Wagner Group Likely 'Cut Off' From Russian Artillery Supply: ISW

The Wagner Group has reportedly lost access to its supply of weaponry by the Russian Ministry of Defense (MoD), according to the latest assessment from the Institute for the Study of War (ISW).

Yevgeny Prigozhin, founder of Wagner and longtime ally to Russian President Vladimir Putin, said Monday that the Russian military had stopped providing his private mercenary group with artillery shells due to his "complicated relationships" with unspecified Russian officials, wrote the ISW.

The think tank reports that Prigozhin is likely referring to officials of the Russian MoD, as ties between the Wagner Group and Russian military continue to weaken.

"Prigozhin claimed that Wagner has 'complete shell hunger' as a result of Russian military officials ignoring his demands and introducing new limitations and restrictions on his ammunition procurement," read Monday's assessment.

As a result, Prigozhin claimed, Wagner mercenaries were facing "twice the number of causalities," the ISW wrote.

Ukraine Artillery Systems
A Ukrainian squad on Monday launches one of four rockets at a Russian infantry position from its BM-21 Grad 122mm multiple rocket launcher in the southern Donbas region. The pro-Kremlin Wagner Group says it's getting cut off from its supply of munitions from Russia as the war reaches its one-year mark this week. Photo by Scott Peterson/Getty Images

The Russian MoD has also halted Prigozhin's ability to recruit prisoners and blocked them from utilizing select Russian training grounds for its own troops. According to the Wagner founder, some Russian officers have "violated the military code" by still providing weapons to his mercenary group.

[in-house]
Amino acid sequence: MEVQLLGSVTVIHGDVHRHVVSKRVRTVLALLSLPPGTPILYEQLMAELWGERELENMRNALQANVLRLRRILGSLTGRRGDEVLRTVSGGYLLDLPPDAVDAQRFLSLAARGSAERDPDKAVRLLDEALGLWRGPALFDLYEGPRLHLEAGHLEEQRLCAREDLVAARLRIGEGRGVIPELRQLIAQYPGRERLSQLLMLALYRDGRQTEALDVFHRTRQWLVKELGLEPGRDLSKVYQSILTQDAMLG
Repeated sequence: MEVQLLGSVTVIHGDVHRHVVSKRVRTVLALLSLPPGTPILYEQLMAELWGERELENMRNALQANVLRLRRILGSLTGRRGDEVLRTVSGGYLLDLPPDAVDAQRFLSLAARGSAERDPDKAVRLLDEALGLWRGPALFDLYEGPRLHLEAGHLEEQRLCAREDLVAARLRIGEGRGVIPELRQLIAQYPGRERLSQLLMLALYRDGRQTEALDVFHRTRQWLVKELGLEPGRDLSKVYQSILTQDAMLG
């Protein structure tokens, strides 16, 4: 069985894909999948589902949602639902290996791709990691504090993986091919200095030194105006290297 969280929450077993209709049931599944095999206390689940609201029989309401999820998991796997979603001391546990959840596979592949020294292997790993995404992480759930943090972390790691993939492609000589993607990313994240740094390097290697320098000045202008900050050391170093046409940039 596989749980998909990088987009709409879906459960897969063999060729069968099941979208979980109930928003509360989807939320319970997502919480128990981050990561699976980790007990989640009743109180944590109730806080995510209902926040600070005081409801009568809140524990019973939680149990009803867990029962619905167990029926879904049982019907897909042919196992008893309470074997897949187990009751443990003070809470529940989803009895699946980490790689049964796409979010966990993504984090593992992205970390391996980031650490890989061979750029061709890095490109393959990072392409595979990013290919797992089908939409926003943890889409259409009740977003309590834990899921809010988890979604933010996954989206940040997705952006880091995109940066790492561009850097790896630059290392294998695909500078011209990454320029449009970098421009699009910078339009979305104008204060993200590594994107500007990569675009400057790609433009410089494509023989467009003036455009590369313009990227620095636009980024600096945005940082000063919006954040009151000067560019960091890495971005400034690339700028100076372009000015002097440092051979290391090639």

Despite sharing a friendly history with Putin, Prigozhin's troops have recently been caught in a feud with the Russian government after the two forces clashed over which troops played a leading role in Russia's advancement toward the Ukrainian city of Bakhmut.

Wagner forces have played a pivotal role in Russia's invasion, but seem to be quickly losing influence in Ukraine, with the ISW previously reporting instances of Putin replacing "exhausted" Wagner troops with his own military along the front lines in the Donetsk region.

The Wagner Group has also reportedly faced heavy death tolls in its fight alongside Russia, particularly among its troops who were recruited from Russian prisons. The U.K. defense ministry reported Friday that Wagner's deployed convict recruits had likely experienced a casualty rate of up to 50 percent.

Last week, the Wagner Group blamed "hundreds" of its deaths on the Russian government in a post to its Telegram account, claiming that the Russian MoD had failed to send "weapons, ammunition and everything necessary on time" for its troops along the front lines in Ukraine.

However, on Saturday, Prigozhin continued his "informational campaign" against the Kremlin, reported the ISW, claiming that Wagner "is not subordinate to the [Russian MoD] and 'has nothing to do with the Russian Army.'"

Newsweek has reached out to the Russian MoD for comment.